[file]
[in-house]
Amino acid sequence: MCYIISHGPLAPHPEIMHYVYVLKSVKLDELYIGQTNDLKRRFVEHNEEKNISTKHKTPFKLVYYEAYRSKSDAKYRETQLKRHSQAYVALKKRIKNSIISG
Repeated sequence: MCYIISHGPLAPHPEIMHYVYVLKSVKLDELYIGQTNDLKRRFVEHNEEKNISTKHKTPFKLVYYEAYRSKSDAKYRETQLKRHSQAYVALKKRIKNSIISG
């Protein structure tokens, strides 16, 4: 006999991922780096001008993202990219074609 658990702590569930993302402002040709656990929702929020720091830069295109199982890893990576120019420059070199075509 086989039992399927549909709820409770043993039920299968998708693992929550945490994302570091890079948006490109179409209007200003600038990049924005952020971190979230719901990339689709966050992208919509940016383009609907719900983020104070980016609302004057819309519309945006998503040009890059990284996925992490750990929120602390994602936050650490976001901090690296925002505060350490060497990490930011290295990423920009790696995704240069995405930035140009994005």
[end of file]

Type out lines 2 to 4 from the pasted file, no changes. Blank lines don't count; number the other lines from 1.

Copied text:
Amino acid sequence: MCYIISHGPLAPHPEIMHYVYVLKSVKLDELYIGQTNDLKRRFVEHNEEKNISTKHKTPFKLVYYEAYRSKSDAKYRETQLKRHSQAYVALKKRIKNSIISG
Repeated sequence: MCYIISHGPLAPHPEIMHYVYVLKSVKLDELYIGQTNDLKRRFVEHNEEKNISTKHKTPFKLVYYEAYRSKSDAKYRETQLKRHSQAYVALKKRIKNSIISG
């Protein structure tokens, strides 16, 4: 006999991922780096001008993202990219074609 658990702590569930993302402002040709656990929702929020720091830069295109199982890893990576120019420059070199075509 086989039992399927549909709820409770043993039920299968998708693992929550945490994302570091890079948006490109179409209007200003600038990049924005952020971190979230719901990339689709966050992208919509940016383009609907719900983020104070980016609302004057819309519309945006998503040009890059990284996925992490750990929120602390994602936050650490976001901090690296925002505060350490060497990490930011290295990423920009790696995704240069995405930035140009994005």